Not a great year.
The bad news just keeps on coming for the naughty children of the European banking sector.
To top off what has been one of the finest examples of a corporate annus horribilis, both Deutsche Bank and Credit Suisse are to be kicked out of the Eurostoxx 50 after their market cap has shrunk to record lows. The Eurostoxx 50, which is run by German exchange Deutsche Boerse is the collection of continental Europe's most valuable companies and includes the likes of Santander, BMW, L'Oreal, Orange and Volkswagen.
As of next Monday, however, the pin-ups for the woes facing European lenders, will no longer be able to call it home.
In line with so-called "fast-exit" rules, the banking baddies have been booted out of the index before the typical quarterly reviews because their performance has been so bad. This rule means that if a company falls out of the top 75 largest in Europe, as measured by market cap, in two consecutive months they are dropped from the Eurostoxx 50.
In June and July both Credit Suisse and Deutsche Bank suffered that fate. Their places at the top-table of European firms will be taken by French construction firm Vinci and Dutch semiconductor supplier ASML Holding.
Deutsche Bank slipped back yet another 3.1 per cent this morning on the news while Credit Suisse was down five per cent.
The demotion was pencilled in even before the results of last week's European Banking Authority (EBA) stress tests raised yet more concerns about the capital position of Deutsche Bank. Switzerland-based Credit Suisse were not included in the EU-wide tests published last Friday.
"Two giants of the banking industry falling out of the Euro Stoxx 50 is a real fall from grace," Jasper Lawler of CMC Markets told City A.M..
"But the effect is likely more symbolic than technical," he added. "The index is well-watched, but it’s one of many Europe-wide funds as opposed to a central benchmark like the FTSE 100. The tracker funds selling the shares will have a negative impact on the share price but the larger effect of pension and investment funds using components of the index to benchmark performance won’t be there."
Laith Khalaf of stockbrokers Hargreaves Lansdown, however, said the demotion could have a material impact on the banks. "It’s not just a question of pride, the removal from major indices reduces visibility and inhibits investment from passive investment funds. It’s not the end of the world and European banks probably have bigger problems to attend to right now, but it is a sign of the decline of the banking sector in recent times."
A snapshot: Deutsche Bank's annus horribilis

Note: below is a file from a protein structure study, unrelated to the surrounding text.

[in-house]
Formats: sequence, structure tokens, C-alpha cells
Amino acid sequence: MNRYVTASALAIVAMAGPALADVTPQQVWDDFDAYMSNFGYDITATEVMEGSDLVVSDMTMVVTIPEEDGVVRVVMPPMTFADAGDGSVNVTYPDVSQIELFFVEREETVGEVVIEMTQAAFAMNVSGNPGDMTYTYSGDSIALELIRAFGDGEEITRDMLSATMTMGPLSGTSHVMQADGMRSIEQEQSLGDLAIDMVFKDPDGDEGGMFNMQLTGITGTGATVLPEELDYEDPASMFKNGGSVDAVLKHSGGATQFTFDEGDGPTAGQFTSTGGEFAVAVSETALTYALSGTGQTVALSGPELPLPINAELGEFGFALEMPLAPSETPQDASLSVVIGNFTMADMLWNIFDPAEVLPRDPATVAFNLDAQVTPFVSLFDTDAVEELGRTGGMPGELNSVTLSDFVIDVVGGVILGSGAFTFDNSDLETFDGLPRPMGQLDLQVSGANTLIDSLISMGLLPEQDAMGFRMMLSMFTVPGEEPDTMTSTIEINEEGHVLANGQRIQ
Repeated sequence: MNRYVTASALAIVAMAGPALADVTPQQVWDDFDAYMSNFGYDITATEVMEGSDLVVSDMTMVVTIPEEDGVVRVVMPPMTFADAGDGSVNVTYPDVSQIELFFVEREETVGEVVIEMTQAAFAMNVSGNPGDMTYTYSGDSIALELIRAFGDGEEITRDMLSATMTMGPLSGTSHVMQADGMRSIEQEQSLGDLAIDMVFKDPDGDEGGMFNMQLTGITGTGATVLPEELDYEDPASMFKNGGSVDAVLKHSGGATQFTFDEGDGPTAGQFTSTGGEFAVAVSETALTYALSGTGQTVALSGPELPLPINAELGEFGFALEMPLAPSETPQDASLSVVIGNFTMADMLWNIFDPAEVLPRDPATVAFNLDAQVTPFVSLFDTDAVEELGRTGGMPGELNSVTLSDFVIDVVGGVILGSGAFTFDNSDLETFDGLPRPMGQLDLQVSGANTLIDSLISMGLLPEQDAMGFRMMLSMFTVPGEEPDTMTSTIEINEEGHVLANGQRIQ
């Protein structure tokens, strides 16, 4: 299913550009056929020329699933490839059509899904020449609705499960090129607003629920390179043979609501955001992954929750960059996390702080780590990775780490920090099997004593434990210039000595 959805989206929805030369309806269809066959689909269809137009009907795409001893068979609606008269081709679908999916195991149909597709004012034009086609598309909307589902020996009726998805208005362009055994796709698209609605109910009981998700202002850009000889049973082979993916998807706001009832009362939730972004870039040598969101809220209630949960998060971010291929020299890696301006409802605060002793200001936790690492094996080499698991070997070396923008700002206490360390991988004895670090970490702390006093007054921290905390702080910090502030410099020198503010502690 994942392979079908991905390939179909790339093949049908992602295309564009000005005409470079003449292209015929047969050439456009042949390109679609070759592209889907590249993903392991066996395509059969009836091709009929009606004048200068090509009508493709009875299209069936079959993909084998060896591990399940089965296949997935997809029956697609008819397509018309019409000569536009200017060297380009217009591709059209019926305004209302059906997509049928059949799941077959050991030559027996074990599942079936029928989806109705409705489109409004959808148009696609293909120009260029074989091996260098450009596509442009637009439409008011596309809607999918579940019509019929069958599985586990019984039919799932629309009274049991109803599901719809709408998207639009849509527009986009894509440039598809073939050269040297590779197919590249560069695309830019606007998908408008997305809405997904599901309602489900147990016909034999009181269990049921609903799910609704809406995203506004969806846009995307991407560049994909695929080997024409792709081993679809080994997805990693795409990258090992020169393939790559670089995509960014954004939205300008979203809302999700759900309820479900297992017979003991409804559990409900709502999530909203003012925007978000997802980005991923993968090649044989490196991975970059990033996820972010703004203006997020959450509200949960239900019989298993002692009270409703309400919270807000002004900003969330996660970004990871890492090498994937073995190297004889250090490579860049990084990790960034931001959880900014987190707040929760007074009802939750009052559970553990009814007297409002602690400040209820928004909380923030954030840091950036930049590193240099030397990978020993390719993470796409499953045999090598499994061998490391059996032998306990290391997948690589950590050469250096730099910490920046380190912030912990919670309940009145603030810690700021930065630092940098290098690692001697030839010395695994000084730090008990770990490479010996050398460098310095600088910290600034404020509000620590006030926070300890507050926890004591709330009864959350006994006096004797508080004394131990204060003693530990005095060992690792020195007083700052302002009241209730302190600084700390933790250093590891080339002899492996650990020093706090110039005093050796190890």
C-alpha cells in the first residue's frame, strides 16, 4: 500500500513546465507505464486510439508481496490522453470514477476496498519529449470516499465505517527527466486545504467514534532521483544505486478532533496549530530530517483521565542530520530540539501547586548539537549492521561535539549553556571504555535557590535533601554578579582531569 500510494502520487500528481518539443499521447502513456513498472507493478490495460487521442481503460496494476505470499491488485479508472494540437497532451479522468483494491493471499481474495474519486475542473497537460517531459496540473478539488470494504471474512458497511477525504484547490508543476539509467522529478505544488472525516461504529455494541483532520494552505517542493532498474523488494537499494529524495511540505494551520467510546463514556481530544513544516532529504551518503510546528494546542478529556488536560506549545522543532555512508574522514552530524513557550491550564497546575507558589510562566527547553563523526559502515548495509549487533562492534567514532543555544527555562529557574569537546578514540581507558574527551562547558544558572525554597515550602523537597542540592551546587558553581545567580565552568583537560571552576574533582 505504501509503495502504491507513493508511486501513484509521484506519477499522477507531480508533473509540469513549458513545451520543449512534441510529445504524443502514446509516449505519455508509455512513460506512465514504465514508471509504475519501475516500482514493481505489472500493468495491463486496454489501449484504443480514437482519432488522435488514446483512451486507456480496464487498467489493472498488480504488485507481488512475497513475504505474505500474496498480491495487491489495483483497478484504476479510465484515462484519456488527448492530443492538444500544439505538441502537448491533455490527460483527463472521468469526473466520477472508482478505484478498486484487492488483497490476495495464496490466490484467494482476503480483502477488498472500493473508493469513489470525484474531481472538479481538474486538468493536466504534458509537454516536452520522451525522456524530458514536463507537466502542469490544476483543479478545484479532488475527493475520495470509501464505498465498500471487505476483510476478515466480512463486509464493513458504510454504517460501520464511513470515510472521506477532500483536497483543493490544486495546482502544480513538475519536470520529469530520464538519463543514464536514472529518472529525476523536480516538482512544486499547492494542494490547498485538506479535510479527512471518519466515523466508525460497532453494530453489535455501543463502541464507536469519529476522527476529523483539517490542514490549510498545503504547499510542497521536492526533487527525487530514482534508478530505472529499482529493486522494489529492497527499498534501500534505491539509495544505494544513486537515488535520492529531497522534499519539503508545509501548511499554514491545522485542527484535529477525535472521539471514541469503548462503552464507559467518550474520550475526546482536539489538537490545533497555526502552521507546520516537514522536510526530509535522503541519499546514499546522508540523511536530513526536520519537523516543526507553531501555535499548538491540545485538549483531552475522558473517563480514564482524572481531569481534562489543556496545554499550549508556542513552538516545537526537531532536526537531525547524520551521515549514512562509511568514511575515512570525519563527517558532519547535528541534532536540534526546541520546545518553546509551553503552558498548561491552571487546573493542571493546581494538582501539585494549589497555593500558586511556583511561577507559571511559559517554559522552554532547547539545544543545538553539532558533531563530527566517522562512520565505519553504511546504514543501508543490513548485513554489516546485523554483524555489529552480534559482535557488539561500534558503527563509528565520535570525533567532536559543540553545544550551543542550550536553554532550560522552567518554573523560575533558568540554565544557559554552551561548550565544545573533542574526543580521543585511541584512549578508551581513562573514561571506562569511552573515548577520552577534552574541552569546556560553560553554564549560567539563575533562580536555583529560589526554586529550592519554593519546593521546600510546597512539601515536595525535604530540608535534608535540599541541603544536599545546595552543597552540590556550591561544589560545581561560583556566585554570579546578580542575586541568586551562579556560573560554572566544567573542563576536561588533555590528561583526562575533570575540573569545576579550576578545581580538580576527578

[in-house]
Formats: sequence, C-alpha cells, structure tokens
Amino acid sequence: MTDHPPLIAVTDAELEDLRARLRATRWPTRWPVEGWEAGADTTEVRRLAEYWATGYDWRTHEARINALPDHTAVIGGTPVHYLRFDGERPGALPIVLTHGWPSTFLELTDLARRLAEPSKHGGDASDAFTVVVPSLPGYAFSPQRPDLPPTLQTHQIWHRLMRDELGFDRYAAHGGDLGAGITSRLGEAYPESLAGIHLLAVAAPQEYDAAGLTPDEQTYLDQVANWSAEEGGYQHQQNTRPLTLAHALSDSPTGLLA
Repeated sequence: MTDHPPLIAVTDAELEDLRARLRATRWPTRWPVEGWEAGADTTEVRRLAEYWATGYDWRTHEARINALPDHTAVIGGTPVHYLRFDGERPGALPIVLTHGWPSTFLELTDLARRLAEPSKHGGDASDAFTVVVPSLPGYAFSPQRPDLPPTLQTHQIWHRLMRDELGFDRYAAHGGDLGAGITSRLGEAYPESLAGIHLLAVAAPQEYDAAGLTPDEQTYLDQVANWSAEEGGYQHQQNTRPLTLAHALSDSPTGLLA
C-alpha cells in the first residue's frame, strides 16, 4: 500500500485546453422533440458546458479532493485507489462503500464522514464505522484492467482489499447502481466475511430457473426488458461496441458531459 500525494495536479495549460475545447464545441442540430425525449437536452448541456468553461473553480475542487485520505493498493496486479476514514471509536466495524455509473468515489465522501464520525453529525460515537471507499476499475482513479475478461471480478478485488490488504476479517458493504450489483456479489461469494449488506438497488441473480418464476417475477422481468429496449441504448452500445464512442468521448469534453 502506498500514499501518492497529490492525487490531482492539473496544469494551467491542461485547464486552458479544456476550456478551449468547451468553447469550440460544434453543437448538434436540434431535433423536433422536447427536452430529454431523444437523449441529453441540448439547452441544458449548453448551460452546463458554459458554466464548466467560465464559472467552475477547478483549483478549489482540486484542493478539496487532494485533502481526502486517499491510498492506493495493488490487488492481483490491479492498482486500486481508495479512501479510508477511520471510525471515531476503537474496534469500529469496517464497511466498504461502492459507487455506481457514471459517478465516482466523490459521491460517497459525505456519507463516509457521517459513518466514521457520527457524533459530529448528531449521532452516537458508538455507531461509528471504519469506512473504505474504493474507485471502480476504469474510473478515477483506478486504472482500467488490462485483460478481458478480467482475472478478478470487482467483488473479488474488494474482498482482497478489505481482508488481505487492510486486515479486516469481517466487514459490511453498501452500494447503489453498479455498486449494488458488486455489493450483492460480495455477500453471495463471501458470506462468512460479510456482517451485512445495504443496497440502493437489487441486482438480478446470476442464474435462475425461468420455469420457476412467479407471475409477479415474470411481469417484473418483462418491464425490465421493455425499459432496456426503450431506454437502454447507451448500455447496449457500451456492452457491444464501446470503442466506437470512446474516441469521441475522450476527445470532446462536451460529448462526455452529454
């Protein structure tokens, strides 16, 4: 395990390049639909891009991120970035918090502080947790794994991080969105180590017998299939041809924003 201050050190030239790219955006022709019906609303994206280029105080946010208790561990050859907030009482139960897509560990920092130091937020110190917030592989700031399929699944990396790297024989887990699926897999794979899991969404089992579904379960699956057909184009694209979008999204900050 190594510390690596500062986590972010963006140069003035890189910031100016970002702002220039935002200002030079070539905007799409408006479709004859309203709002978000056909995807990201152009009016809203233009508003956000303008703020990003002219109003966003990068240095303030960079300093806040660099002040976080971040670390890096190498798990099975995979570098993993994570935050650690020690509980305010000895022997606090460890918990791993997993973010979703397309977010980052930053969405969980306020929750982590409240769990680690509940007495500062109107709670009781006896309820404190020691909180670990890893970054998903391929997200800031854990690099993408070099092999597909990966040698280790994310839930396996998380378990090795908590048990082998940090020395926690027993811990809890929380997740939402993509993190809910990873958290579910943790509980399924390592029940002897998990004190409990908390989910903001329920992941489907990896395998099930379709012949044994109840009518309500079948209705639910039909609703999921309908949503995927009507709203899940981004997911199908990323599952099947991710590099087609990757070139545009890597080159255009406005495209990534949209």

July: American John Cryan takes over the reins as CEO at Deutsche Bank
August 2015: Shares look relatively healthy, trading at €31 and the prospect of interest rate rises in both the US and the UK are on the cards
September 2015 : Reports suggest Deutsche Bank will withdraw from Russia and announce 23,000 lay-offs, equivalent to one-quarter of its workforce
October 2015: Dividend scrapped, 10 countries quit, at least 15,000 jobs lost at Deutsche Bank shocks the markets with a €6bn loss for the third quarter. Stock price hits €25.
November 2015: Fined more than $250m by US regulators for violating sanctions
December 2015: US Federal Reserve hikes interest rates - a rare piece of good news for the banking sector - as Deutsche Bank eases back from China
January 2016: Full-year losses reported at €6.8bn for 2015. Shares slump to lowest ever level of around €13.
February 2016: Turmoil on the global markets hits banks worst than most as shares plumb new record lows.
March 2016: European Central Bank (ECB) announces extension of monetary stimulus as end to negative interest rates stretches further into the distance and stock market rout continues
April 2016: Germany lender reports the most challenging quarter in "several decades" as revenues dropped 22 per cent and profits were down 58 per cent. Shares recover to around €16.
May 2016: Shareholder rebellion at Deutsche Bank AGM as more than half of investors reject the bank's remuneration plans in a non-binding vote.
July 2016: Pre-tax profits fall 67 per cent in the first half of the year and come it at just £17m after tax. EBA stress tests reveal further weakness at the bank, but do not issue a 'pass' or 'fail' rating.
August 2016: Kicked out of the Eurostoxx 500 as share price languishes at all-time low of €11.40.